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Low Carbon Building Awards

24 Apr 2012

The word sustainability is never far from the lips of any built environment practitioner but its meaning remains nebulous. What better way to give the term definition therefore than to delve into todays examples of the best sustainable design at the Carbon Trust Low Carbon Building Awards, held this year in partnership with Urban Realm.<br/>

The word sustainability is never far from the lips of any built environment practitioner but its meaning remains nebulous. What better way to give the term definition therefore than to delve into todays examples of the best sustainable design at the Carbon Trust Low Carbon Building Awards, held this year in partnership with Urban Realm.

Carbon Trust Scotland’s Low Carbon Building Awards 2012 has ended on a high note with two schemes heading a strong shortlist to emerge as overall winners of the new build and refurbishment categories.

Each scheme had its merits and juggling the competing qualities of entrants as diverse as Scotland’s Centre for Regenerative Medicine and a private home in Aberdeenshire was no easy task. It made for a combative afternoon as our judges sought to balance everything from project management arrangements to the quality of the occupant experience. Ultimately delivering three very different and very deserving winners as Renate Powell, project manager at the Carbon Trust, noted: “The work undertaken and the results achieved are an excellent example of how a business can help the environment by becoming energy efficient, but at the same time help themselves by reducing overheads.” Staking its claim to the new build award is BDPs Bathgate Civic Centre which just pipped finalists BMJ Architects who received a commendation for their St Andrews University annexe. They were joined on the winner’s podium by Adam Dudley Architects who secured top honours for their refurbishment of a historic Georgian home in Edinburgh, an exciting approach to the rejuvenation of our historic building stock. Here Urban Realm takes a closer look at the winning schemes to find out what makes them tick.

BDPs Bathgate Civic Centre may have stood out for its bronze complexion thanks to its prodigious use of brass but Alan Dunlop of Alan Dunlop Architects, saw only gold: “The Bathgate Partnership Centre entry clearly demonstrates that sustainability was at front of mind throughout the course of this building’s design and construction. BDP Architects have created a better building for the local community that included full consultation throughout the process and demonstrates an exemplary combination of active and passive design.”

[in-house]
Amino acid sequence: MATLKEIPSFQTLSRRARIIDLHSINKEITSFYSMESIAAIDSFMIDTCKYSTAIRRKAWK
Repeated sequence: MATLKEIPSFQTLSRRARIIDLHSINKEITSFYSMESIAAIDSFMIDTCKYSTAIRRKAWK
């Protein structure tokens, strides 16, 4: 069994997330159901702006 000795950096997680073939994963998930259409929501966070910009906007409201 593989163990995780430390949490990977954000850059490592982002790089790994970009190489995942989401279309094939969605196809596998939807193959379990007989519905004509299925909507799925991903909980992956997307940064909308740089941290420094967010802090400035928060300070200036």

Explaining the design approach Ian McMillan, architect associate at BDP told Urban Realm: “We looked at a variety of potential materials such as brick, timber shingles, and fibre cement panels; however brass met all the criteria. We had investigated other metal alloys such as zinc, copper, bronze and even gold which also had potential, however the brass does have a certain gravitas in the way it turns to a bronze-like colour, and  was an affordable alternative.  Brass itself is an alloy of copper and zinc and can be recycled infinitely, and the new brass cladding panels contain a very high percentage of recycled metals.”

The scheme has already engaged locals in issues of design as local tongues began wagging about BDPs unconventional approach. McMillan observed: “A few jaws did drop along the high street when the shiny brass cladding was first revealed, however it weathered to a darker and more restrained colour within a few months. The reused Caithness flagstones in the facade have been well received, as has the south facing orchard and landscape gardens which all the spaces spill out onto in the summer months. Some of the community groups are even planning to make jam and chutney from the produce of the fruit trees!”

More than just a standalone building the Centre is seen as a trailblazer for what the wider West Lothian region can achieve, as McMillan noted: “West Lothian Council is an advocate of low carbon design, and will be using its award success to further promote a wider exposure of sustainable design.“

The University of St Andrews BMS Annex, runner up in the new build category, offered up stiff competition however as Branka Dimitrijevic, director of CIC Start Online, said: “The entry from St Andrew’s University for the BMS Annex demonstrated a high level of low carbon design and good internal elements, all executed with the upmost attention to detail. The occupants love this building and have settled in straight away.”